Vishnu's Crowded Temple


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India since the Great Rebellion

Maria Misra

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A lively new history of India, a nation struggling to resolve its colonial legacy and paradoxical extremes

As it enters its sixtieth year of independence, India stands on the threshold of superpower status. Yet India is strikingly different from all other global colossi. While it is the world’s most populous democracy and enjoys the benefits of its internationally competitive high-tech and software industries, India also contends with extremes of poverty, inequality, and political and religious violence.

This accessible and vividly written book presents a new interpretation of India’s history, focusing particular attention on the impact of British imperialism on Independent India. Maria Misra begins with the rebellion against the British in 1857 and tracks the country’s advance to the present day. India’s extremes persist, the author argues, because its politics rest upon a peculiar foundation in which traditional ideas of hierarchy, difference, and privilege coexist to a remarkable degree with modern notions of equality and democracy. The challenge of India’s leaders today, as in the last sixty years, is to weave together the disparate threads of the nation’s ancient culture, colonial legacy, and modern experience.

Maria Misra is university lecturer in modern history and fellow of Keble College, Oxford University. She is the author of Business, Race, and Politics in British India. She lives in Oxford.

"An accessible account of the history of India that brings the story right up to date. . . . To write a history in one volume on how modern India has evolved is a daunting task but one Misra has skillfully executed. . . . This is a very informative and accessible historical account of the emergence of modern India. It will prove useful for serious students who are approaching Indian history for the first time and for the lay reader who wishes to understand something of India's past."—Talat Ahmed, BBC History Magazine

"Maria Misra's remarkable achievement in Vishnu's Crowded Temple is to have produced a book that . . . is wholly about India and Indians, not India-as-ruled-by-Britain. For once, this is a book about them, not us. . . . In this thought-provoking book, Misra shows with an impressive combination of scholarship and verve just how India is learning to make a virtue of its astonishing diversity and developing 'its own peculiar form of modernity'."—Lucy Moore, Daily Telegraph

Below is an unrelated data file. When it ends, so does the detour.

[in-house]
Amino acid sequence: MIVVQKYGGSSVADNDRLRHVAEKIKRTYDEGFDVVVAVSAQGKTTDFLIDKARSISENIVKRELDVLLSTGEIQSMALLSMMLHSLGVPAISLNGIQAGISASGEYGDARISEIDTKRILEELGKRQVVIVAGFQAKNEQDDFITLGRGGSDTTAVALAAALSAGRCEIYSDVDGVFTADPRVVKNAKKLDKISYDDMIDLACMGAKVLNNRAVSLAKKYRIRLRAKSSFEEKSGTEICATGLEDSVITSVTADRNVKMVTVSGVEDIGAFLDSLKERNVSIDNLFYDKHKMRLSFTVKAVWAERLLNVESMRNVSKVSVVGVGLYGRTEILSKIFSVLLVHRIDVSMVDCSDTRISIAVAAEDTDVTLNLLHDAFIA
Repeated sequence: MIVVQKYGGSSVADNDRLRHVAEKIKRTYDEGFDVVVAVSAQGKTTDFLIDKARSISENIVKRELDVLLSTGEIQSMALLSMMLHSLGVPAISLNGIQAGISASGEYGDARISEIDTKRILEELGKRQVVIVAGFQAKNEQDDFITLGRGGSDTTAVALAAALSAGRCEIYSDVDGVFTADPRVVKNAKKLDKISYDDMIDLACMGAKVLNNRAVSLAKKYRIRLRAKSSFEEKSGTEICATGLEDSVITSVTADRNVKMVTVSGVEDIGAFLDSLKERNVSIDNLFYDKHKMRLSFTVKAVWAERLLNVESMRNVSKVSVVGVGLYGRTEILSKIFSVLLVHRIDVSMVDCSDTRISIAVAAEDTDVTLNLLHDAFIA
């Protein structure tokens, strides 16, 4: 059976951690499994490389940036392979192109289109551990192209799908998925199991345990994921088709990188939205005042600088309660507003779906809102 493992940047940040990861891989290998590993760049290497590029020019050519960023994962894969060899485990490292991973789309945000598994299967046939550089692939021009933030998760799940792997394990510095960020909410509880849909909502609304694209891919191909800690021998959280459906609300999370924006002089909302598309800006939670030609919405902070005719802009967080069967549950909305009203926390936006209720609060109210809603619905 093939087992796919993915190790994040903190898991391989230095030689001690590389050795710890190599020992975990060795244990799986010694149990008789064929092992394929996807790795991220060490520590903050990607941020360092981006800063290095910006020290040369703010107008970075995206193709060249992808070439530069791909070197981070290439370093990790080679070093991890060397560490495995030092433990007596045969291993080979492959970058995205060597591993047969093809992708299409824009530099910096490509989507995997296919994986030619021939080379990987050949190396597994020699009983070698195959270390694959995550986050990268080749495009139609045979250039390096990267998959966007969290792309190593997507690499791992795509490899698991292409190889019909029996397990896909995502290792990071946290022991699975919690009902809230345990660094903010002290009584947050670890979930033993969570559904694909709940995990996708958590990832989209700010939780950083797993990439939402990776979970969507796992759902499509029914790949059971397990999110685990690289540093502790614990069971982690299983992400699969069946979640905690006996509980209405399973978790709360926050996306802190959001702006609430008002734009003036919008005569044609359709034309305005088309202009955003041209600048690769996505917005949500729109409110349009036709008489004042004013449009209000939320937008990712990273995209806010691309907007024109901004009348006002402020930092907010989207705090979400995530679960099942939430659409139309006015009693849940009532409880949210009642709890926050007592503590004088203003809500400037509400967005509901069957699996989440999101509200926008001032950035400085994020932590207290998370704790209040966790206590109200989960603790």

"Building on recent specialist research, [Misra] shows how the British passion to classify and analyse Indian society led to the formulation of rigid concepts of caste, often on the basis of pretty dodgy information. Once set in stone, the different castes turned into interest groups that the British—and later, the democratic politicians of independent India—could manipulate. This is not the kind of legacy the champions of the Raj tend to talk about and Misra's debunking analysis comes like a breath of fresh air. . . . A very readable work, packed with information, engagingly written and often bracingly maverick in its interpretations. It is not only worth reading, but worth arguing about."—Chandak Sengoopta, The Independent

"An ambitious project. . . . Misra reveals how India has drawn most sustenance from its diversity and plurality."—Soumya Bhattacharya, Observer

"A rich analysis of the process by which British and then Indian governments contributed to the politicisation of religious and caste identities and to the fragmentation of national politics. . . . Misra writes with a light touch . . . covering 150 years in less than 600 pages is good going."—Jo Johnson, Financial Times (London)

"An enlightening and witty portrait of a lively democracy, peopled with fascinating characters. There could be no better introduction for anyone wishing to find out about modern India."—Septimus Waugh, American Conservative
ISBN: 9780300151428
Publication Date: October 6, 2009
592 pages, 5 13/16 x 9
32 b/w illus.

Sales Restrictions: For sale in the U.S. only